There’s a long, running debate about whether it’s more difficult for women or men to quit smoking. Regardless of the answer, one thing’s for sure. Everyone can give up tobacco if they find the right approach. These are some considerations that are especially helpful for women.
Nicotine Dependence for Women
- Avoid the patch if you’re pregnant. The Centers for Disease Control and Prevention advise against nicotine patches for pregnant women. During pregnancy, women metabolize nicotine as much as 120 times faster, so the regular dose contained in the patch is ineffective. Nicotine replacement devices may work for women who are not expecting.
- Learn about nicotine receptors. Female smokers appear to have fewer nicotine receptors in their brain than male smokers. This suggests that giving up smoking for women is more complicated than just replacing nicotine.
- Use alternatives to nicotine replacement. Fortunately, there are many smoking cessation techniques that address more factors than nicotine alone. Browse online or consult your doctor to find out about your options.
Post-Smoking Weight Gain for Women
- Love your body. Women may be especially apprehensive about gaining weight if they stop smoking. Try to cultivate a healthy body image that lets you appreciate your individual beauty, regardless of your dress size.
- Put moderate weight gain in perspective. The average weight gain for former smokers is about 5 to 10 pounds. Smoking is much more risky than a few extra pounds.
- Guard against obesity. Obesity is a serious health issue. If you gain more than 10 pounds or continue to gain weight after 3 months, take prompt action to get back in control.
- Exercise more. Your metabolism may slow down when you give up cigarettes. Becoming more physically active will speed it up and improve your mood.
- Manage emotional eating. Women tend to have stronger tendencies to turn to food for comfort. Give yourself treats with no calories like bubble baths or time to read that new novel you’ve been dying to get into.
- Curb your appetite naturally. It’s easier to consume less when your hunger is satisfied. Sip water, herbal tea, or clear soup.
- Ask your doctor about Naltrexone. Naltrexone is a drug used to treat alcohol and drug addiction, but it also shows promise for helping female ex-smokers to avoid weight gain. Your doctor can help you determine if it might help you.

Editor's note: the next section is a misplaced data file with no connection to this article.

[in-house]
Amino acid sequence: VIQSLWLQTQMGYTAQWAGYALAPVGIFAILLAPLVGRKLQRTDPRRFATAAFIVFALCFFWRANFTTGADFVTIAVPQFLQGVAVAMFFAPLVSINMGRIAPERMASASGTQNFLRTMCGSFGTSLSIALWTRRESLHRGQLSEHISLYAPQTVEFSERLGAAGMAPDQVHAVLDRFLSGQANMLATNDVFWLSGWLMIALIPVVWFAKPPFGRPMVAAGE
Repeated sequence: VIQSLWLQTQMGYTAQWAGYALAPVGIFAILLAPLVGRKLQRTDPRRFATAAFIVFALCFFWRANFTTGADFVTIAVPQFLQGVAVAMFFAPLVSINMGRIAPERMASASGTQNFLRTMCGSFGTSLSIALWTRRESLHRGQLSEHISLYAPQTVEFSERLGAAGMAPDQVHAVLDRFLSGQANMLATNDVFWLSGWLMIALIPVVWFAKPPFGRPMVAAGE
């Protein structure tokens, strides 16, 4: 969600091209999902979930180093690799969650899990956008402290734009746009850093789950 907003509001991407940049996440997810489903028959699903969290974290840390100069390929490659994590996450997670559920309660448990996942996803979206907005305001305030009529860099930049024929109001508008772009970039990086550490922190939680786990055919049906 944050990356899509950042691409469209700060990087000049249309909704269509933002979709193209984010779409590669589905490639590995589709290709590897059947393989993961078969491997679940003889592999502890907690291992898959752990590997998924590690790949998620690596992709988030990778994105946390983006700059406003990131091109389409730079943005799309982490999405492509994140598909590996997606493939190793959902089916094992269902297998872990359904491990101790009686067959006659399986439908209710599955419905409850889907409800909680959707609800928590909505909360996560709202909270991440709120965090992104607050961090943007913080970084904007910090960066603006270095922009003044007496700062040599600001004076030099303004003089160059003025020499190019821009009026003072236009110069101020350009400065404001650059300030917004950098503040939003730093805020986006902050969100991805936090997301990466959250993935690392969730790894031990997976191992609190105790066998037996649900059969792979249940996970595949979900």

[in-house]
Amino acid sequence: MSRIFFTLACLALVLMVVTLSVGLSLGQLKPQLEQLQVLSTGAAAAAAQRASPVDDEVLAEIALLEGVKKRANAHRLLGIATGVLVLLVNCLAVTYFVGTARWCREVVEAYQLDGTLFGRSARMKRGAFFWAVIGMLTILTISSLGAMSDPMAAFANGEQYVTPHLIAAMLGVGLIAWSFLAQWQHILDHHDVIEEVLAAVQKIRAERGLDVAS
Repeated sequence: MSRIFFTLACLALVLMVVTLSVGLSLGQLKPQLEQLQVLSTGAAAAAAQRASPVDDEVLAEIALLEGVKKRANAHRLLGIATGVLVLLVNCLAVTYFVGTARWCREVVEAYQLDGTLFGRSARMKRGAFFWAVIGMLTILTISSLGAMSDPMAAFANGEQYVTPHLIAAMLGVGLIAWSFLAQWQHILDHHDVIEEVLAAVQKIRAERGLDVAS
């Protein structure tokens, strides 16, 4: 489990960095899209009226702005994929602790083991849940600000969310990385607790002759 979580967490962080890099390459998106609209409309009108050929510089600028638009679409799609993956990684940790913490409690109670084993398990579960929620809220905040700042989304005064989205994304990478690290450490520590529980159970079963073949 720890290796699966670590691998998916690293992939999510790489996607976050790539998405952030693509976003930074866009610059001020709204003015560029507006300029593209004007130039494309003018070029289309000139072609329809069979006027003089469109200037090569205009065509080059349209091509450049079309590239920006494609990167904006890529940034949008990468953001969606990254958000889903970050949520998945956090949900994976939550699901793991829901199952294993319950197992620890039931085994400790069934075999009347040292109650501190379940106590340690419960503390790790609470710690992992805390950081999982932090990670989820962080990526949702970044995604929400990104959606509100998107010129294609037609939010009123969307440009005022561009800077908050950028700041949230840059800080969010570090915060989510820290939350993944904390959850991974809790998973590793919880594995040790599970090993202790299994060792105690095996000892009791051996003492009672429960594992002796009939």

Additional Suggestions for Women Who Want to Quit Smoking
- Explore behavior-based approaches. The entire ritual of smoking is important to some women. Strategies like deep breathing and learning to deal with triggers, such as that morning cup of coffee that goes hand in hand with smoking a cigarette, can help women to persevere.
- Find other ways to deal with stress. It’s natural to reach for a cigarette when you feel tense. Form new habits like meditation or getting a massage.
- Join a traditional support group. Women are more likely to understand the value of social support. Ask your insurance provider or local hospital if they can recommend a group you can join.
- Get connected through social media. You can also find support on the Internet. Join an existing self-help group or start your own. Text each other words of encouragement.
- Talk with your doctor about non-nicotine medications. Many women find nicotine replacement devices helpful, but there are more options if you need them. Your doctor can tell you about a variety of drugs, including certain antidepressants, which have also been found to making quitting tobacco easier.
Quitting smoking is often the single most important thing you can do to improve your health. Experiment with the best approaches for women and talk with your doctor if you need more help.
Have quit smoking tips of your own? Please share in the comment section.